Quick: are the Kansas City Royals a young team? Many of you probably answered with an affirmative. After all, they’re a rebuilding team, right? And aren’t rebuilding teams young?
Unfortunately, if you answered as such, you’d be wrong.
The 2021 Royals squad, at least through the first month plus of the season, are old. The league average age among pitchers is 29.0 years, and the Royals are right there with an average pitching age of 28.9 years. You’d be right that this figure doesn’t tell the full story, of course—Brad Keller, Brady Singer, Daniel Lynch, and Kris Bubic are all in their age-25 seasons or younger, and the four pitchers over the age of 33 are on short-term contracts. Still, the Royals don’t exactly have a young bullpen, with the average age of Jesse Hahn, Kyle Zimmer, Scott Barlow, and Josh Staumont at nearly 30.
It is among position players where the Royals truly show their age. With an average age of 29.6, the Royals have the fourth-oldest average position player roster in baseball. Six members of their starting lineup are in their age-29 seasons or older. Their bench is filled with players ages 27 through 29...except for Jarrod Dyson, who is in his age-36 season.
On its face, age is indeed just a number. Yes, older players are in the decline phases of their careers, and yes, they aren’t as good as they once were, but specifically playing young players for the sake of being young is not inherently helpful. In other words, having a young roster is like having payroll flexibility: it’s not always helpful, and in some cases it is entirely unhelpful. The Boston Red Sox may have payroll flexibility, but the Los Angeles Dodgers are the ones with Mookie Betts and the 2020 World Series trophy. Likewise, the age of your roster doesn’t matter if you’re in the playoffs.
But you know when the age of your roster does matter? When you’re rebuilding!
Let’s not get a head of ourselves here: we don’t yet know exactly where the 2021 Royals will end up. However, we absolutely know where the 2018-2020 Royals ended up: as one of the three worst teams in the league. We also know that this year’s Royals have lost 10 games in a row. Good teams don’t lose 10 in a row. These Royals might not be awful, but they ain’t good.
Unfortunately, they’re not good for the right reasons, or for reasonable reasons: they have a bunch of veterans and free agent signings who are expected to produce now, and they have about no one with upside. Currently, the Royals aren’t carrying a single hitter on the roster under the age of 26. I’ll repeat it, because it’s quite amazing: in rebuild year four, not one hitter, whether starting or on the bench, is younger than their age-26 season in mid-May.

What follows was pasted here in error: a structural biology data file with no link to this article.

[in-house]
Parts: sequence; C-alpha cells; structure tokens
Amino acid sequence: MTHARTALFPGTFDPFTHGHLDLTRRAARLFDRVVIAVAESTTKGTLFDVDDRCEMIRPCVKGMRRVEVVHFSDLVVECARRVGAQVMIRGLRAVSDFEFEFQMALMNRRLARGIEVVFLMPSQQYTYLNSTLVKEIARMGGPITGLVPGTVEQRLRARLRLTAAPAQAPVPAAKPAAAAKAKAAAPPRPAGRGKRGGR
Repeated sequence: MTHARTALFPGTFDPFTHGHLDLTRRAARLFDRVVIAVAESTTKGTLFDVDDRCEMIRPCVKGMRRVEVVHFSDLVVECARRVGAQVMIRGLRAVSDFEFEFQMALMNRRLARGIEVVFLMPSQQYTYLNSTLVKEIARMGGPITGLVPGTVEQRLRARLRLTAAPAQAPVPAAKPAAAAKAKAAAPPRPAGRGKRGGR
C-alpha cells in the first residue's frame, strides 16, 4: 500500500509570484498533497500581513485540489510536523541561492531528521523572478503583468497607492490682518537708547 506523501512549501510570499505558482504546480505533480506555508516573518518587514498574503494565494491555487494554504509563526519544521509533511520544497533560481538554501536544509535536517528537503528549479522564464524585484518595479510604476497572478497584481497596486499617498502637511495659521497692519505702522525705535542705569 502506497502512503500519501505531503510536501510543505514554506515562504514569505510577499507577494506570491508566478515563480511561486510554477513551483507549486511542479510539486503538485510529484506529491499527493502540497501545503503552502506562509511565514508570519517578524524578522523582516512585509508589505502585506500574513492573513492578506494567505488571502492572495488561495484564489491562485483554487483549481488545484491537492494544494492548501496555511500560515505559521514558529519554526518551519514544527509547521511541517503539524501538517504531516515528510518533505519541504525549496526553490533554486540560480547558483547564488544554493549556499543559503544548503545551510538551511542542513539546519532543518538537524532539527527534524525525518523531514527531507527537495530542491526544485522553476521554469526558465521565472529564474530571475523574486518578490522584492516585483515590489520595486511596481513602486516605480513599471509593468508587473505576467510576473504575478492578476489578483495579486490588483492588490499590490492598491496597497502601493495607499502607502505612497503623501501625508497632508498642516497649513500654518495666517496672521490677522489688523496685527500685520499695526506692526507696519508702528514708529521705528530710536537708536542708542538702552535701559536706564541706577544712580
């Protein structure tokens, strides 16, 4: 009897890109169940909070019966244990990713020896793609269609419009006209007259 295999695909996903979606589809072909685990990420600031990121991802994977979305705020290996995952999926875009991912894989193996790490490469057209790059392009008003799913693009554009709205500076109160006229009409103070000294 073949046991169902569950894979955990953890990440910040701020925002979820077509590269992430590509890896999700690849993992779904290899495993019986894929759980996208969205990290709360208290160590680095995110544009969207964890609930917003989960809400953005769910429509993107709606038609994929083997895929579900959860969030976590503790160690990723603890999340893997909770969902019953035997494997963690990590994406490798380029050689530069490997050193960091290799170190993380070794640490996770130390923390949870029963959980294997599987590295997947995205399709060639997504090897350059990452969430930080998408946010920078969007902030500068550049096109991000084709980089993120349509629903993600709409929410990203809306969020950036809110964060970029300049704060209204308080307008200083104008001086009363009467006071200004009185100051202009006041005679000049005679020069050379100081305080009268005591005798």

The Royals do not have a single position player they can count on to be a star. Furthermore, they don’t really have anybody they hope can be a star. Expecting Adalberto Mondesi to be the franchise’s savior is hoisting far too much on his already injured shoulders; if the Royals get a single healthy season from him before he hits free agency, they would rightfully rejoice. As for Bobby Witt, Jr., well, he’s 20 years old and striking out 37% of the time in Double-A. Give him a minute to breathe before shifting those expectations onto someone who can’t legally drink yet.
Kansas City’s position player woes , however, are not permanent. The Royals are currently carrying seven players who are hitting below league average per wRC+. Of those players, three—Jorge Soler, Michael A. Taylor, and Hanser Alberto—are free agents at the end of the year. Another is the backup catcher, Cam Gallagher. Another, Nicky Lopez, is still making the league minimum and has minor league options. Only Hunter Dozier is owed any real money past this year, and his positional flexibility means that he won’t be blocking anyone.
Still, that the Royals have expendable bad position players does not in any way take away from the fact that their lineup is full of bad position players in the first place, or that the entire group has no upside left. If the Royals are scoring two runs a game with players earning their lumps, so be it. They are not. They are scoring two runs a game and losing ten straight with players that are paid to produce now and simply aren’t. That’s worse.